I cannot answer the first part of that supplementary question without notice. If I remember it aright, it had a hypothesis attached to it. As for the second part of the question, as the hon. Member knows, my right hon. Friend is paying great attention to the need for securing improvements in training for skill, including apprenticeships and also learnerships.

Young Persons, Northern Region


asked the Minister of Labour whether he is aware that at 12th February, 1962, 2,534 boys and 1,411 girls were out of work in the Northern Region; and, in view of the fact that this is almost double the total number of young people out of work in the Northern Region on 12th February, 1961, what action he intends to take to improve this position in the near future.

Yes, Sir. Unemployment among young people on 12th February was higher in all regions than a year ago. The difficulties are likely to be temporary and the Youth Employment Service is doing all it can to help the young people to find employment. Parts of the Northern Region are listed as development districts, and the Government will continue to encourage the expansion of employment opportunities in those areas.

Is the hon. Member aware that if effective action is not taken by the Government hundreds of these youngsters may have to leave their homes and go to other parts of the country in order to find jobs? Apart from the human aspect, this could be disastrous for the industrial future of the Northern Region. Therefore, what real action do the Government propose to take in the near future? We are tired of promises.

Twenty-eight per cent. of the insured employees in the Northern Region work in areas listed as development districts—so that some action has already been taken. It would be quite wrong to say that nothing is happening in that region. About 26,000 jobs are expected to accrue over the next four years.

Is the Minister aware that these figures, far from being temporary, are likely to increase in the next few years? Is he further aware that the manpower available in the mining industry is being reduced by 22,000 in the next three years owing to a curtailment of recruitment of young boys leaving school? How will the Minister deal with this problem if steps are not taken to bring in other industries?

To arouse fears ahead of the event is not necessarily doing very much good to the region in which the hon. Member is so deeply interested. It is necessary to regard the matter more factually. I understand that the Coal Board is not unhopeful of finding jobs for people who are affected by the closure of collieries. There is a growing diversity of industry in the area. Last year, 42 per cent. of the boys obtained apprenticeships in the region, and that compares favourably with the 38 per cent. for young people in the country as a whole.

Bread Prices (Cost Of Living)


asked the Minister of Labour how many times the price of bread has increased during the last six months; and to what extent this has contributed to the increase in the cost of living.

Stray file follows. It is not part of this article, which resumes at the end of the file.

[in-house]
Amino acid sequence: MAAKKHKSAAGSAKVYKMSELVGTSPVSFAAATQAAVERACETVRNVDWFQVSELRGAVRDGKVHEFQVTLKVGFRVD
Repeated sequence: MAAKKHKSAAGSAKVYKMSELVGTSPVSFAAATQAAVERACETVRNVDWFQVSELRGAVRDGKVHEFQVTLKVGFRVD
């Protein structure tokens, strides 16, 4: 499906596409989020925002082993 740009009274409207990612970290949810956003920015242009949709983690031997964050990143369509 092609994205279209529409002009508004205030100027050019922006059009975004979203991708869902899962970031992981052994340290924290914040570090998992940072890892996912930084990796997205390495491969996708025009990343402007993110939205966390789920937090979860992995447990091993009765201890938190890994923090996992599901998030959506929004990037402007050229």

The prices of bread are not changed simultaneously throughout the country, and information is not available about the number of times individual retailers have changed their prices during the last six months. The increase in the price of bread between mid-July, 1961, and mid-January, 1962, accounted for about one-seventieth of a point in the "all-items" index.

Is the right hon. Gentleman aware that during the last six months bread has risen in price by 3 per cent.? Although this may seem a small percentage, it is a very real factor in the cost of living for old-age pensioners and people in the very low income groups. It is a very much more important factor than the bringing of transistors and motor cars into the cost of living index. Will not the right hon. Gentleman make some representation to the Ministries concerned in order to try to restrict these constant increases in the price of bread?

The hon. Lady should realise that the rise in the price of bread accounts for only 0·5 per cent. of the total rise in the cost of living during the last six months. That is borne out by the fact that living standards among the people, including the old people, have improved in recent years. The proportion of income spent on bread forms a smaller proportion of total expenditure than it used to.

Is it not true that there has been no increase in the price of wheat to the farmer during this period?

I am no longer Minister of Agriculture, although as a farmer I could comment on that.

Plean And Airth, Stirlingshire


asked the Minister of Labour what consultations he had with the National Coal Board regarding the effect on the future employment prospects of the area of the decision by the Board to suspend work on the sinking of a new pit between Plean and Airth in Stirlingshire; and what are the prospects of alternative employment being made available in the light of the recession in the coal industry in this area.

No precise estimate is available of the number of jobs which the new pit would have provided. Employment prospects in the area remain fairly good. I understand that the National Coal Board expects to be able to offer alternative employment to most of its employees who are likely to be displaced this year.